Trade mark registration is the most effective way to protect your brand – including your company’s logos, slogans and product and services names. Registration provides you with the exclusive rights to that brand as well as providing your company protection from those who benefit from your company’s goodwill.
Many business owners believe that company or business name registration is sufficient to protect their rights. This is incorrect. Business name registration provides very little brand protection.
Let’s take a look at the steps to register a trade mark below.
Preparation for Trade Mark Registration
Preparation for trade mark registration is a critical step and requires the proper due diligence. The trade mark that you select is important. It should not be a generic description of the services, as such marks may be rejected by IP Australia. You will next need to perform a search of the trade marks register at IP Australia to see if that trade mark is already registered. If you find the same name, then you can check the class in which it was registered. You may be able to register your brand if there is the same brand registered in different class.
It is critical that you properly identify the class of goods or services for which you want to use the trade mark because once filed, the class cannot be changed. While you can do another application for the trade mark in another class separately, it is far from ideal to have two trade marks in two classes – as opposed to (the ideal) one trade mark in two classes, for example.
Next you can will need to search for your proposed brand in Google to ensure someone is not using that brand for its business or its products or services, without registering it. This is known as a common law trade mark. Businesses who trade using a brand without registering it, may still rely on brand protection at common law, due to their . While common law trade marks are harder to defend or enforce, as the case may be, common law trade marks can still be relied upon.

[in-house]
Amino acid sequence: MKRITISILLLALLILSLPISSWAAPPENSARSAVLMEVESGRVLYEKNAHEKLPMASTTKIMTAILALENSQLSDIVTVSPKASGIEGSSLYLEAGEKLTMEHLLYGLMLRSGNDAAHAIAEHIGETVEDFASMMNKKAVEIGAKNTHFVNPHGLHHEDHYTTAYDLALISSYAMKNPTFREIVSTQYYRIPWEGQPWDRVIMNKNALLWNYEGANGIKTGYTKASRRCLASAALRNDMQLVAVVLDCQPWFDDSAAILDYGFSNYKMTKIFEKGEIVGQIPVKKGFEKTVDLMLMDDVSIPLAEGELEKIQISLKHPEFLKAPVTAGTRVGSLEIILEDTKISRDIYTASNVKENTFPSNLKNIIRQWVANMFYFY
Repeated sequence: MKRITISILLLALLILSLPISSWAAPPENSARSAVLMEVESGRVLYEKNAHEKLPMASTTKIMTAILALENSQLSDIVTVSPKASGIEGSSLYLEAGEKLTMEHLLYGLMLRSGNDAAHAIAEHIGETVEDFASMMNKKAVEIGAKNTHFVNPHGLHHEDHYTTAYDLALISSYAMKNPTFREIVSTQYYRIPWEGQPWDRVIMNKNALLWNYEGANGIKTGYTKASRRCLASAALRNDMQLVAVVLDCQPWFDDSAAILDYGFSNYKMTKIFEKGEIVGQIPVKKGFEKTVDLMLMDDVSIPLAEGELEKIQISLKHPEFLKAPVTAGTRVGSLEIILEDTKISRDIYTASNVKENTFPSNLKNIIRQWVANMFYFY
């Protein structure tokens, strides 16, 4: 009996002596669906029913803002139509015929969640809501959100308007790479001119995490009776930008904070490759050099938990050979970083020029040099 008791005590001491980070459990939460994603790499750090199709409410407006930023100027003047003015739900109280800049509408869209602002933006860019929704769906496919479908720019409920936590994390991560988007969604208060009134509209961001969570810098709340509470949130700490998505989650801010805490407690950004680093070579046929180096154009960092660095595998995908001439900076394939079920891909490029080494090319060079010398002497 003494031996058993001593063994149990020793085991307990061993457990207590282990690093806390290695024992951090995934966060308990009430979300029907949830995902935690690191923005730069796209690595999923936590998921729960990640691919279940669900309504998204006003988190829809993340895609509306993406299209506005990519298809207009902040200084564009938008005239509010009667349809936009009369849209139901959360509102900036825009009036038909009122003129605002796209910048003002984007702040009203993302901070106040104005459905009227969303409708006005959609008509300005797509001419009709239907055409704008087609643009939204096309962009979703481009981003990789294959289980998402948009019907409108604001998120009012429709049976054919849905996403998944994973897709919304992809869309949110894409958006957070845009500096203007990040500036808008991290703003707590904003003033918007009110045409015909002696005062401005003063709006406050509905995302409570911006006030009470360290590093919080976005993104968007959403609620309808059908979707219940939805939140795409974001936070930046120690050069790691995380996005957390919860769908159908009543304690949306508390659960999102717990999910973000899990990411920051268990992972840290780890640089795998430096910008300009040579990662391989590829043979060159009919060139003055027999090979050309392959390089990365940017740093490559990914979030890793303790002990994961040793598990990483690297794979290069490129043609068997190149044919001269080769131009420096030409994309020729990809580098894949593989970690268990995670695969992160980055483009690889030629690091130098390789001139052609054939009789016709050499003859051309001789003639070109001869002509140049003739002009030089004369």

Aside from Google, you can also search for common law trade marks through domain name registrars such as NetRegistry and VentraIP. Searching for domain name availability is also a commercial consideration, as using the brand as a domain name is very significant, especially for tech companies, startups and other brands that require an online presence.
Provided that you have performed your trade mark due diligence in the above steps, the next step is to file the application with IP Australia. Once it has been filed, the application will appear on the IP Australia database within 1-2 days.
Once on the IP Australia database, it serves as notice to others in Australia that you intend to regsiter the trade mark. Essentially, this provides others the opportunity to oppose the application.
Following this, an examiner from the office will review the trade mark application to determine whether:
- there are other trade marks in your nominated class(es) that are the same or too similar; and
- your desired trade mark is too descriptive.
If the trade mark examiner has a problem with your application for any reason, the examiner will provide an examiner report, which describes the reasons why your filing was not accepted. In some circumstances, you have the opportunity to respond to the examination report which you will be requried to respond with legal arguments in reply to the trade mark examiner’s rejection of your trade mark application.
If your trade mark is approved by the examiner, your trade mark will be registered for a period of 10 years.